Yet almost immediately after this Miller wrote "since his work it has become clear that birds see ultraviolet much better than we do, and therefore what seems well-camoflaged to the human eye may not be to a bird."
He further wrote: For example, in testing how likely light and dark moths were to be eaten, he placed moths on the sides of tree trunks, a place where they rarely perch in nature."
This would invalidate the industrial melanism hypothesis in the first place, and it gets worse: Miller also confesses that "In addition, neither Kettlewell nor those who checked his work were able to compensate for the degree to which migration of moths from surrounding areas might have affected the actual numbers of light and dark moths he counted in various regions of the countryside."
Thus he is invalidating Kettlewell's own thesis while supposedly defending it. If indeed "what seems well-camoflaged to the human eye may not be to a bird," then the entire scenario of industrial melanism is worthless, and if some of the darker moths might just have flown in from migration, that explains nothing as to where the darker moths came from in the first place, except other dark moths: there was no new genetic information produced, the peppered moths came from peppered moths and remained peppered moths.
To extrapolate this variation within an existing population into a thesis that fish changed into amphibians and that yeast and horseshoe crabs and anacondas all evolved from some common ancestor is scientific fraudulence of the highest order.
This type of weak, paultry excuse for evidence of evolution, being trumpeted as "Melanism - Evolution in Action" reveals the desparate tactics that evolutionists are resorting to for so-called "proof" of their theory.
And Miller, after demolishing the idea of industrial melanism by his own words, has the hubris to state "Until these studies are done [testing the migration ratio and vision of birds], the peppered moth story will be incomplete [understatement of the decade].Not wrong, but incomplete."
Uh huh, not wrong, just incomplete. Sounds like a lot of backtracking here while trumpeting, "I'm right, just you wait and see, I'm right, I was right all along, uh, I have to go now, I think I hear my mother calling me."
Thats pretty much what Millers argument amounts to, nothing more than an embellishment of a schoolboys fib, the myth of evolution, one of their best "proofs" of "evolution in action".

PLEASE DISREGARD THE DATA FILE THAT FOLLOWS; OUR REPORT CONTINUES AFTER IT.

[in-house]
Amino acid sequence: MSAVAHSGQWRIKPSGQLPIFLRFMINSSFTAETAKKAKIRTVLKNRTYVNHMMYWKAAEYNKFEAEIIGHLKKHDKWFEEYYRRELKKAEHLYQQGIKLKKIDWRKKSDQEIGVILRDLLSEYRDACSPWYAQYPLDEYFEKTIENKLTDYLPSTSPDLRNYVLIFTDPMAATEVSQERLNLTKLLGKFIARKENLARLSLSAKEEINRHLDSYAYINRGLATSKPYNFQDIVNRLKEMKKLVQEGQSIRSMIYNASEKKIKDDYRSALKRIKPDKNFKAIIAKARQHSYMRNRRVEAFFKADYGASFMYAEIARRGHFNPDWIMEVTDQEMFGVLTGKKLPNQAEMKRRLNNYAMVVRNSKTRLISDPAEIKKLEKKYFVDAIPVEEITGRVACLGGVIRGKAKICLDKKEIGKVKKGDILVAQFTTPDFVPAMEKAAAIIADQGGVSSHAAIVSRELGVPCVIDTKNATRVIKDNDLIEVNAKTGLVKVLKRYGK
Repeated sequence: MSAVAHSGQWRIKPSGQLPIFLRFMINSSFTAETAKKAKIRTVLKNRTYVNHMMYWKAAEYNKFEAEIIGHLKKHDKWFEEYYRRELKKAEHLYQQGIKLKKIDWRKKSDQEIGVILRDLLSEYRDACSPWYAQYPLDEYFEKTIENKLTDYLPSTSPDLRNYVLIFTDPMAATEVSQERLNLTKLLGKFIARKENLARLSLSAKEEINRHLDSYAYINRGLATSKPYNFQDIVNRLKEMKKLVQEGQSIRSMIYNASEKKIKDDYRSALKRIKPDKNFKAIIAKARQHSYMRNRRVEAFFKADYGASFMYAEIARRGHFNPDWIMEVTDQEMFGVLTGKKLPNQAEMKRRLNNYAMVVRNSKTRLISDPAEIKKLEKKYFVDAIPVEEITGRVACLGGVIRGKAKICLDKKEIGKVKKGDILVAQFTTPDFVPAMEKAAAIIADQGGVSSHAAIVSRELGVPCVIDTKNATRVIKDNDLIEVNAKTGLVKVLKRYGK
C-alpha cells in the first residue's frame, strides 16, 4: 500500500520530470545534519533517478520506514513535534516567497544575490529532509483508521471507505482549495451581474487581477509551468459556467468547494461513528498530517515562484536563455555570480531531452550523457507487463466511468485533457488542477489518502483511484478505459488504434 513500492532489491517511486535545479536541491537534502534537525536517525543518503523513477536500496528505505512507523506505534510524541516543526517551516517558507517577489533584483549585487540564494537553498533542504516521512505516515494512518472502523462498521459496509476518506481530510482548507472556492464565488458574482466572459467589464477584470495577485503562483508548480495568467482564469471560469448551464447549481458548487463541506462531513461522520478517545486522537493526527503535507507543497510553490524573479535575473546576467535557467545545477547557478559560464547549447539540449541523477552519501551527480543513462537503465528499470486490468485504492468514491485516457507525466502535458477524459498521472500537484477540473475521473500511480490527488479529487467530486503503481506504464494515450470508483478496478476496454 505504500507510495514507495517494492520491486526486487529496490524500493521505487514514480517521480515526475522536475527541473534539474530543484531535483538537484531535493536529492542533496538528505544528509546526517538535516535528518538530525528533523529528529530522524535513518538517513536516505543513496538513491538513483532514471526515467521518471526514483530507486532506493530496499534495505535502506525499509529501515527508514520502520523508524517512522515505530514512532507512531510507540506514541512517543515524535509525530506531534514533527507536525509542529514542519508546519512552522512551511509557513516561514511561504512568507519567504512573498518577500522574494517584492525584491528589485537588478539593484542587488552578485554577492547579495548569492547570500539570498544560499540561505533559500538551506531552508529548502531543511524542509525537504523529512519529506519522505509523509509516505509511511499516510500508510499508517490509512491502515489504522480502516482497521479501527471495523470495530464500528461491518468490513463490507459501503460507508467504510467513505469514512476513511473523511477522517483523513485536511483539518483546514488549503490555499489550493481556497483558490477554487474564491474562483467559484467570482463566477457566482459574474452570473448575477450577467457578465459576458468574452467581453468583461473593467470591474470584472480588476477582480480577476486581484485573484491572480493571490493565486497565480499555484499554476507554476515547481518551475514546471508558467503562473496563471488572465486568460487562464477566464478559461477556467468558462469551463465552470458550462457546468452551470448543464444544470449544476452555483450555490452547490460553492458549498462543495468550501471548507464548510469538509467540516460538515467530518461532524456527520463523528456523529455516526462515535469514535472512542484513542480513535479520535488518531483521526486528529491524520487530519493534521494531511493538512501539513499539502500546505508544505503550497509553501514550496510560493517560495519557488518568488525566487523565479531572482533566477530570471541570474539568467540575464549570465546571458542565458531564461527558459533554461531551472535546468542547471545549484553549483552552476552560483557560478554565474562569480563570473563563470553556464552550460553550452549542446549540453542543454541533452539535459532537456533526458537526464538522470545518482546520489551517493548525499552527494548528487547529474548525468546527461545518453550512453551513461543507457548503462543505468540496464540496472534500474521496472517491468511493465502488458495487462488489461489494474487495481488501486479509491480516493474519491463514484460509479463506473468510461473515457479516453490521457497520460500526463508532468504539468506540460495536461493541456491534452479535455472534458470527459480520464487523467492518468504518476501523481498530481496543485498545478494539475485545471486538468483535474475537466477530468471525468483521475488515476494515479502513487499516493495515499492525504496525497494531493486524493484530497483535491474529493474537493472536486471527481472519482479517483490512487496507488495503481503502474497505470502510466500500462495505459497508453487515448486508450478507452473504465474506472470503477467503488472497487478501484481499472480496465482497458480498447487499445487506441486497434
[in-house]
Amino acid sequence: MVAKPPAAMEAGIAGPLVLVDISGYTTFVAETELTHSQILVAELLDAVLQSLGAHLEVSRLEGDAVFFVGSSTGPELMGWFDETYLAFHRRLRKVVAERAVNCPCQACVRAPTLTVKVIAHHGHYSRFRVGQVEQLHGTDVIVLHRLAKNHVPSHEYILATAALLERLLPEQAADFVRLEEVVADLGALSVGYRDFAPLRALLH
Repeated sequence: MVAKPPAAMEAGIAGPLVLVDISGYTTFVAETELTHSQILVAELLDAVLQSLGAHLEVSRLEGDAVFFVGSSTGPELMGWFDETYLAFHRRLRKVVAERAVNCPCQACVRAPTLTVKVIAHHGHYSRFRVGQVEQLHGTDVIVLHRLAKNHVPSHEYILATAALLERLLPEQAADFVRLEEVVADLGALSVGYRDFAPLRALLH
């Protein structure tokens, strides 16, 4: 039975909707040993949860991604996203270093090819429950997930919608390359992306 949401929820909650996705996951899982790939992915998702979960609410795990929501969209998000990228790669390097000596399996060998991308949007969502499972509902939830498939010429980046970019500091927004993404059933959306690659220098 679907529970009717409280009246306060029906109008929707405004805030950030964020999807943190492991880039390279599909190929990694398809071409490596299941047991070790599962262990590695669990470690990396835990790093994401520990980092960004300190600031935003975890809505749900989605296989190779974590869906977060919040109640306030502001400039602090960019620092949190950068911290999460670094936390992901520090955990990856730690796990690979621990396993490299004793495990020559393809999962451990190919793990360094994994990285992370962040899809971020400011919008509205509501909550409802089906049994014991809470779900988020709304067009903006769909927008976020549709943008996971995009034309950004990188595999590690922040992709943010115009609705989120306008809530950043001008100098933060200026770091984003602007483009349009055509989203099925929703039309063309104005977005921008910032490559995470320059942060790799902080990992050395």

MILLER'S RESPONSE:
Again, because I am not allowed to post Email, even after it has been publicly presented on Lippard's website, I will give the reader the link to Lippard's site for the response from Miller:http://www.discord.org/~lippard/ridiculous.html.

MY RESPONSE TO MILLER (Again, already public domain information):
Mr. Miller,
Thank you, I am very glad to hear you admit that there was no evidence of speciation, and that is precisely the point.
You have also slightly mistated the case: if you read what I wrote to you, I never said that it was not a case of natural selection, however your claim is that it is "evolution in action" is an extrapolation that is a far cry from the truth.
In one breath you claim in your letter that the peppered moth is not evidence of speciation, which would make your entire FAQ worthless and your claim that it is "evolution in action" meaningless dribble, and yet this is still supposed to represent evidence for evolution.
Please explain the difference between evolution and speciation.
You stated "No one has EVER maintained that the moths became anything other than moths."
True, but you state that it is evidence of evolution; you imply that speciation does occur from this with your claim on your site of "evolution in action", which is a misnomer at best, and a fraudulent overstatement at worst.
You make the traditional evolutionist mistake of extapolation of the evidence to imply that somehow variation within a species through natural selection is evidence for evolution: "Rather, the case of industrial melanism has been used as an example of
natural selection, which is the ability of forces in nature to alter the phenotypes of living organisms over time."
The trick in the deck are the words "over time". This in your scenario is meant to mean that this variation can go on and on until there is some new type of creature, something other than the peppered moth, which we have no evidence for at all.